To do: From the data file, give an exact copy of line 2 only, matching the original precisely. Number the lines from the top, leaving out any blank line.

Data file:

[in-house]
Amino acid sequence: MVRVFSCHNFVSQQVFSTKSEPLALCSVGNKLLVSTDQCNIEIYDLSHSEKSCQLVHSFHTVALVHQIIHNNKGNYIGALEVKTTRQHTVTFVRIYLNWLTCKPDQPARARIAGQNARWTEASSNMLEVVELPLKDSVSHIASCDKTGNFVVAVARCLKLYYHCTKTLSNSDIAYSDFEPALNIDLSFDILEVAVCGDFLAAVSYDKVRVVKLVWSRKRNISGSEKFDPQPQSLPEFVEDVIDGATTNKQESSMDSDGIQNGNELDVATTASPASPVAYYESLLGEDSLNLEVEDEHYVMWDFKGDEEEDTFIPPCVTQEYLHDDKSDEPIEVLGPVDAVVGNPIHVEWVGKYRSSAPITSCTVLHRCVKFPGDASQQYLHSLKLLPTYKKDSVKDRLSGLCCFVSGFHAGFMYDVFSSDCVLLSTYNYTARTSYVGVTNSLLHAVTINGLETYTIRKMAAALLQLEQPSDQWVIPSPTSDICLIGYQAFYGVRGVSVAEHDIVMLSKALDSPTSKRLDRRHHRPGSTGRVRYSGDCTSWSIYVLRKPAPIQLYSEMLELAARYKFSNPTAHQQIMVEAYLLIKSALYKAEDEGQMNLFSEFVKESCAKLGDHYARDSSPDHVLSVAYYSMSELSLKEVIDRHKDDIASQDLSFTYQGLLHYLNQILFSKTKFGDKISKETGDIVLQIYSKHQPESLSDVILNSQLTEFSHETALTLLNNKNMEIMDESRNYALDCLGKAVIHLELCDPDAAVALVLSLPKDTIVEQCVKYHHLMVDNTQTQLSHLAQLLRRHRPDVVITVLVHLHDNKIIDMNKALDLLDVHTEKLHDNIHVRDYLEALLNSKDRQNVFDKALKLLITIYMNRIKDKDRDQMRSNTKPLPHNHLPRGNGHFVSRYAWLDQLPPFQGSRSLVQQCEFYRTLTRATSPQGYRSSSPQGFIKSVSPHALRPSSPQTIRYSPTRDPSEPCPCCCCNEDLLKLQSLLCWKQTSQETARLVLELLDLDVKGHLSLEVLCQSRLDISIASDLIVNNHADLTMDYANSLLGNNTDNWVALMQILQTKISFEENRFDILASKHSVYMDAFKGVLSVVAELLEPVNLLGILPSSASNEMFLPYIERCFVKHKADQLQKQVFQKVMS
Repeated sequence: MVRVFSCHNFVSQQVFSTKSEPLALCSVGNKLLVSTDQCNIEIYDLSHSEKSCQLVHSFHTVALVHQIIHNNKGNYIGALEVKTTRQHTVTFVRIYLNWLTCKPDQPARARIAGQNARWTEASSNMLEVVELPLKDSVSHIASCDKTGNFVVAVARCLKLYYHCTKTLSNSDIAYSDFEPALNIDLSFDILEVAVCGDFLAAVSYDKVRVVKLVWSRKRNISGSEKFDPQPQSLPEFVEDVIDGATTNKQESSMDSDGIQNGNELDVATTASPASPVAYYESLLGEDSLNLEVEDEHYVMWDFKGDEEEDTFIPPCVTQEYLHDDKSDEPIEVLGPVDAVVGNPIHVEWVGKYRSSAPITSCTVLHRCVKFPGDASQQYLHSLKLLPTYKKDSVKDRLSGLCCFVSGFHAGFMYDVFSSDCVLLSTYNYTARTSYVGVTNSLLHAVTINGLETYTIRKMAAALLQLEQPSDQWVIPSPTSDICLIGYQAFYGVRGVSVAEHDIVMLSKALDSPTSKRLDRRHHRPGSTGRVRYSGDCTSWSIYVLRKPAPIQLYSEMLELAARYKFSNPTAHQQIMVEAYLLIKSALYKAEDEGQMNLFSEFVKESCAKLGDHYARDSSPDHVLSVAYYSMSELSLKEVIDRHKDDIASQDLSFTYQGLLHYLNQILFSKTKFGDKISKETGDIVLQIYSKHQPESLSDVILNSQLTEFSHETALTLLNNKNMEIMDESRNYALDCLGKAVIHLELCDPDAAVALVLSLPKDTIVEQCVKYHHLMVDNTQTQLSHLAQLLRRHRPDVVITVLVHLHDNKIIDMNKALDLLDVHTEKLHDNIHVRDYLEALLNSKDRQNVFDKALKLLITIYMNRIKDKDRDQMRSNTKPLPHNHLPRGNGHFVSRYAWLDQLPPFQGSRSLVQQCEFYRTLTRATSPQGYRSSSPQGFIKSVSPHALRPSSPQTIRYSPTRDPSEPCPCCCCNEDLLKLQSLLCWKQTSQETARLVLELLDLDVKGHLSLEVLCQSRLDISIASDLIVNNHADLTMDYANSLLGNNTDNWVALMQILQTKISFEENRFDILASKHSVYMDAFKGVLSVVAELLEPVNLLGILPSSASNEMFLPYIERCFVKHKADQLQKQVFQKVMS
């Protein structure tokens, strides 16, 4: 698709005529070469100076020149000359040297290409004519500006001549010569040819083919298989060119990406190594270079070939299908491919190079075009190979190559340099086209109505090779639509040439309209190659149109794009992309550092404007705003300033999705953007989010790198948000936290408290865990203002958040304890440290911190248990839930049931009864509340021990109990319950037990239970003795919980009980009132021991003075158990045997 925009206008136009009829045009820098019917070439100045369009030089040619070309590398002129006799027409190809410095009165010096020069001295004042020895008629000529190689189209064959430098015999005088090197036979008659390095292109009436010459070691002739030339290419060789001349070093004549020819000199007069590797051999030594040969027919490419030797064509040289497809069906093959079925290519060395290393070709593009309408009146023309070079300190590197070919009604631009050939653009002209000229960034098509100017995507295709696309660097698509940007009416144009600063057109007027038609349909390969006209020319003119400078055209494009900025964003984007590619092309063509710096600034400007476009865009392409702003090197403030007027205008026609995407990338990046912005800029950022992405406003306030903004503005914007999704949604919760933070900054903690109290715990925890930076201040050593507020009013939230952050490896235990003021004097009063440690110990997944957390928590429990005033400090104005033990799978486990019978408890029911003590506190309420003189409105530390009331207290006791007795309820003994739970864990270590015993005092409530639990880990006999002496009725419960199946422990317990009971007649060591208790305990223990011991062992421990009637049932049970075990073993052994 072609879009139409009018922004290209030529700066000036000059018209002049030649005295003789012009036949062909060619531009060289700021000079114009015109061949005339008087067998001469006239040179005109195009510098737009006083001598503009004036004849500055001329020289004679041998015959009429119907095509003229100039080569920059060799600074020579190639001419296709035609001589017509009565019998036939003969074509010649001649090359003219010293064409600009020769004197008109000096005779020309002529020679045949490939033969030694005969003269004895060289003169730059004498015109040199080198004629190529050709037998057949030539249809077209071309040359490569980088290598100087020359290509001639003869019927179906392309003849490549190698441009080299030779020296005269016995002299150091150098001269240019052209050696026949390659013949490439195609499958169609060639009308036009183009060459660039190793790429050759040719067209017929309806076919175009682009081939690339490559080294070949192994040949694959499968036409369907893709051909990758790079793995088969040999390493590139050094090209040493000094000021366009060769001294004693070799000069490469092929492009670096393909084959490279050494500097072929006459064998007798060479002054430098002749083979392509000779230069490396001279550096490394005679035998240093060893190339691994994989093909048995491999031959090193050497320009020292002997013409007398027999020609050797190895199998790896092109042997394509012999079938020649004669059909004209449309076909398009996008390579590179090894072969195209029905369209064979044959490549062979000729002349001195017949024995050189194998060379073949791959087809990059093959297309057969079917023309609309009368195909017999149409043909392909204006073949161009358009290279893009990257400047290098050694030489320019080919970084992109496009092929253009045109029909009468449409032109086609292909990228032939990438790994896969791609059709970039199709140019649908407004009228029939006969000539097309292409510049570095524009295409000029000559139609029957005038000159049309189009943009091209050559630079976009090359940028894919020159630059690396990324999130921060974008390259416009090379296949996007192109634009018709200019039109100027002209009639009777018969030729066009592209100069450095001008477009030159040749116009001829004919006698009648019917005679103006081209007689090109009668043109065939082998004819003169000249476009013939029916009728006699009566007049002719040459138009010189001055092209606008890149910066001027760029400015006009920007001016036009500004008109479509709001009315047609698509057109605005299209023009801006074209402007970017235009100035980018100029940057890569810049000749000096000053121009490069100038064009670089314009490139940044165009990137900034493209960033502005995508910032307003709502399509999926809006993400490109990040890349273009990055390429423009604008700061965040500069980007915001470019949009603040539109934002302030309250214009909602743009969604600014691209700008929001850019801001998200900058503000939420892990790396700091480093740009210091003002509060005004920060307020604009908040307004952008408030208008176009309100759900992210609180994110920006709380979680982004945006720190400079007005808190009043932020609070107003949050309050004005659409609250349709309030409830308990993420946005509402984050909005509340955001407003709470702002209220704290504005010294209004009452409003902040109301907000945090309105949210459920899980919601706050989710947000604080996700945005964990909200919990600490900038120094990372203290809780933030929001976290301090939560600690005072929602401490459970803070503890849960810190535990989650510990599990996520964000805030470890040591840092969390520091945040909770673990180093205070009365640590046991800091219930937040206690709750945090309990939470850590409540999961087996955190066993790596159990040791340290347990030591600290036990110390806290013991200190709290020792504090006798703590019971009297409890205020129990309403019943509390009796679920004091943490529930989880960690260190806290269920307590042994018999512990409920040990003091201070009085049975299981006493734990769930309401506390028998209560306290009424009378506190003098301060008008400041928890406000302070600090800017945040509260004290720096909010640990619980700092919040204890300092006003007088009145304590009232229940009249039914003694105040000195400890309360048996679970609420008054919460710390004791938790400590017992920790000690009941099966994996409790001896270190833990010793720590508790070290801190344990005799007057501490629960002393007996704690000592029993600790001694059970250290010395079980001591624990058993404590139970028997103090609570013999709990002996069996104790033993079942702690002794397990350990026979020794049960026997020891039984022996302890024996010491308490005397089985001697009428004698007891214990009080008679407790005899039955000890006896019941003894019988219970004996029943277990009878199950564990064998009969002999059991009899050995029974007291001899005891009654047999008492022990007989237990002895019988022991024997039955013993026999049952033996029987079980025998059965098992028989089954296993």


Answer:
Amino acid sequence: MVRVFSCHNFVSQQVFSTKSEPLALCSVGNKLLVSTDQCNIEIYDLSHSEKSCQLVHSFHTVALVHQIIHNNKGNYIGALEVKTTRQHTVTFVRIYLNWLTCKPDQPARARIAGQNARWTEASSNMLEVVELPLKDSVSHIASCDKTGNFVVAVARCLKLYYHCTKTLSNSDIAYSDFEPALNIDLSFDILEVAVCGDFLAAVSYDKVRVVKLVWSRKRNISGSEKFDPQPQSLPEFVEDVIDGATTNKQESSMDSDGIQNGNELDVATTASPASPVAYYESLLGEDSLNLEVEDEHYVMWDFKGDEEEDTFIPPCVTQEYLHDDKSDEPIEVLGPVDAVVGNPIHVEWVGKYRSSAPITSCTVLHRCVKFPGDASQQYLHSLKLLPTYKKDSVKDRLSGLCCFVSGFHAGFMYDVFSSDCVLLSTYNYTARTSYVGVTNSLLHAVTINGLETYTIRKMAAALLQLEQPSDQWVIPSPTSDICLIGYQAFYGVRGVSVAEHDIVMLSKALDSPTSKRLDRRHHRPGSTGRVRYSGDCTSWSIYVLRKPAPIQLYSEMLELAARYKFSNPTAHQQIMVEAYLLIKSALYKAEDEGQMNLFSEFVKESCAKLGDHYARDSSPDHVLSVAYYSMSELSLKEVIDRHKDDIASQDLSFTYQGLLHYLNQILFSKTKFGDKISKETGDIVLQIYSKHQPESLSDVILNSQLTEFSHETALTLLNNKNMEIMDESRNYALDCLGKAVIHLELCDPDAAVALVLSLPKDTIVEQCVKYHHLMVDNTQTQLSHLAQLLRRHRPDVVITVLVHLHDNKIIDMNKALDLLDVHTEKLHDNIHVRDYLEALLNSKDRQNVFDKALKLLITIYMNRIKDKDRDQMRSNTKPLPHNHLPRGNGHFVSRYAWLDQLPPFQGSRSLVQQCEFYRTLTRATSPQGYRSSSPQGFIKSVSPHALRPSSPQTIRYSPTRDPSEPCPCCCCNEDLLKLQSLLCWKQTSQETARLVLELLDLDVKGHLSLEVLCQSRLDISIASDLIVNNHADLTMDYANSLLGNNTDNWVALMQILQTKISFEENRFDILASKHSVYMDAFKGVLSVVAELLEPVNLLGILPSSASNEMFLPYIERCFVKHKADQLQKQVFQKVMS